And if you'd like to help the homeless in Durham, consider a gift to Urban Ministries of Durham, which needs $10,000 from new donors in April to earn a $25,000 matching grant. Give online via Network for Good's Urban Ministries of Durham Page.
Apr 18, 2008
Job Opening - Development Director at Urban Ministries of Durham
Urban Ministries of Durham seeks an
Exceptional Development Director.
Our current budget is just over $1MM.
Our goals are even bigger.
That’s why we need someone great.
Homelessness. Hunger. Substance Abuse. Poverty. We confront these challenges every day. Can you help us fuel our efforts – as we work to improve the lives of our brothers and sisters in need?
Our work isn’t easy. Every day, we provide shelter to ~110 people, and serve more than ~500 meals. We have a substance abuse recovery program that opens the door to great successes, but that takes immense effort. Our food pantry and clothing closet serve ,more than 450 people every month. And much more work needs to be done.
In the words of one of our Board members, “we could double our spending and still use every penny on the essentials.”
We know that the money is out there. We just need to help people decide that they want to put it to work through Urban Ministries of Durham.
The Ideal Candidate
What are we looking for in our next Development Director? Here are the essentials:
• Compassion – You believe in the dignity of each person. You work in a way that respects and increases the dignity of our clients, donors, volunteers, and staff.
• Commitment to Results – You set goals you believe in, and you find a way to meet them. You create good outcomes even when the path is not easy.
• Leadership – For corporate and individual gifts, you lead by example and by teaching. Sometimes you make the Ask. Other times, you help the executive director (or a board member, or another volunteer) make the best Ask they can. With your leadership, the team gets stronger every year.
• Organization and Follow-through - You are a self-starter who sets and implements solid work-plans. For annual giving and for foundation or government grants, you work with your team of volunteers and colleagues to create professional and timely requests that turn into reliable funding streams. And you make sure we deliver the very best “Thank You”.
• Strength and Spirit – you make principled decisions based on shared organizational values. You inspire confidence among donors and colleagues.
Why Work with Urban Ministries of Durham?
Here are some reasons we might be the right place for you to do your good work:
• Urban Ministries of Durham (UMD) has a strong reputation built on nearly 25 years of service. Our programs improve every year.
• We partner closely with City and County government, religious organizations, and the private sector. We are a faith-based organization whose services are primarily secular.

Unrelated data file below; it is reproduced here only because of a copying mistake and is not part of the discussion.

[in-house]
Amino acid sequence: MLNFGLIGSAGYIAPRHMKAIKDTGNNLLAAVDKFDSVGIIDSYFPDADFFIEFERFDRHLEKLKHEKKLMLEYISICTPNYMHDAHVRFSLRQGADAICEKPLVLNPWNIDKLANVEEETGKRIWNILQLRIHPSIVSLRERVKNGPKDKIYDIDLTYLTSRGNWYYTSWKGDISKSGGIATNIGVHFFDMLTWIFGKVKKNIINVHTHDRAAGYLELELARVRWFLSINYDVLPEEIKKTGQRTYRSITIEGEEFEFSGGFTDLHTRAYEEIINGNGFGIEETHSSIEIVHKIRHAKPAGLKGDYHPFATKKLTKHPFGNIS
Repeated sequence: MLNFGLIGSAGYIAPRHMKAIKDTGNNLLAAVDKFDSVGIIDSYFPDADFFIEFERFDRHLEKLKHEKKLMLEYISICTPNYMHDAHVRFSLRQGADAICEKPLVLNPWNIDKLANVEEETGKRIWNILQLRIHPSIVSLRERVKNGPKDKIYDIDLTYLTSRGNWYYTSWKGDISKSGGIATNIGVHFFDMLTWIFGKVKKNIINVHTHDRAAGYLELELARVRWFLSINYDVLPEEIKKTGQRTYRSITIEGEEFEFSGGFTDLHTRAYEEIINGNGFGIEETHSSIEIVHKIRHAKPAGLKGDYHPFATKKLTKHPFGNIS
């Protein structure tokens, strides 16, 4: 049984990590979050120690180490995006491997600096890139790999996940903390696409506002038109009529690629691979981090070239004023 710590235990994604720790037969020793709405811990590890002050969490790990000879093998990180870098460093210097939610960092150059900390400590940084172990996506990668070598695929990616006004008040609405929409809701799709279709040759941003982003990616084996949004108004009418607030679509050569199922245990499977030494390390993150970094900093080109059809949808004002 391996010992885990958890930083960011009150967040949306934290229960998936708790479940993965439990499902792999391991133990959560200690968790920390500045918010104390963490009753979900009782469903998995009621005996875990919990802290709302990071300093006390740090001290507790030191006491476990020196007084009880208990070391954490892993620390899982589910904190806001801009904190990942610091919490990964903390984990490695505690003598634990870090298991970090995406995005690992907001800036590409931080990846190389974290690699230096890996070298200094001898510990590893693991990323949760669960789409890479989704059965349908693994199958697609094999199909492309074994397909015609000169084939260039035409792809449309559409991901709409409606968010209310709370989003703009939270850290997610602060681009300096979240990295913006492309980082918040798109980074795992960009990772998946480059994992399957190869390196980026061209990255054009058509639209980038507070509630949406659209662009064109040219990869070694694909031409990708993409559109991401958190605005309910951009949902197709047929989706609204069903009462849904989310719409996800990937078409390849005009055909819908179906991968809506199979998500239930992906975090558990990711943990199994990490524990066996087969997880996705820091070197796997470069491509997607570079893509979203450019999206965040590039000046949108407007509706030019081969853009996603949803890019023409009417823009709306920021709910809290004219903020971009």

• We have a diverse set of funding sources. Individuals, congregations, corporations, government grants, and foundation grants fuel our work. We are not over-reliant on any one funder, and many of our funders have supported us over many years.
• While it won’t be easy to meet and grow our budget every year, we know it can be done. Durham has the resources we need to rebuild lives and to strengthen our community. We have some great development volunteers who are ready to receive your quality guidance.
• Durham is a vibrant and growing community. Our downtown neighborhood is in the midst of incredible new development and urban renewal.
Much more about us is online at www.umdurham.org
We recognize that successful development directors come in different shapes and sizes, and that they come from different paths. That said, we have a list of likely characteristics:
Proven success in several of the following:
• Fundraising for $1MM+ budgets
• Annual Fund campaigns
• Major Gift campaigns (with responsibility for some fraction of Asks)
• Foundation and government grant writing
• Corporate giving requests.
Proven competence with several of the following:
• Leading and teaching other development committee staff and volunteers
• Database management (Sage Fundraising 50, MS Access)
• Public relations and marketing
• Event planning
Candidates with strong connections within the Durham community are particularly encouraged to apply.
Please send resume and letter of interest no later than May 20 to:
UMD Search Committee
c/o Phil Marsosudiro
UMD.search + gmail + com
Apr 09, 2008
Urban Ministries of Durham Breakfast
Monday breakfast at Urban Ministries of Durham -- oatmeal, scrambled eggs, half a ham-and-cheese sandwich on whole grain bread, half a carrot/bran/something muffin, and a mug of coffee.
Urban Ministries of Durham provides free meals daily -- breakfast, lunch, and dinner -- to anyone who comes by. No money. No prayers. No required participation in anything.*
A new lead cook has just come on board, and the whole team is working to improve both appeal and nutrition, starting with breakfast. Breakfast really is the most important meal of the day for many UMD diners. By my estimate, UMD serves ~125 people each morning. And I'd guess that at least 1/4 are going off to some kind of work (construction, janitorial, whatever-they-can-get) right afterward. Increase the fraction if you include "parenting" in the work category.
Where does the food come from? Breakfast and lunch "groceries" come from many sources that do gleaning, collecting, or donating. One of my favorite sources is the Interfaith Food Shuttle whose refrigerator trucks collect banquet and restaurant leftovers from places like the Durham Convention Center run by Marriott. UMD has a longtime relationship with Whole Foods (baked goods are a high volume donation)** . And of course there are congregational and neighborhood food drives, the Food Bank of Central and Eastern North Carolina, and the USDA.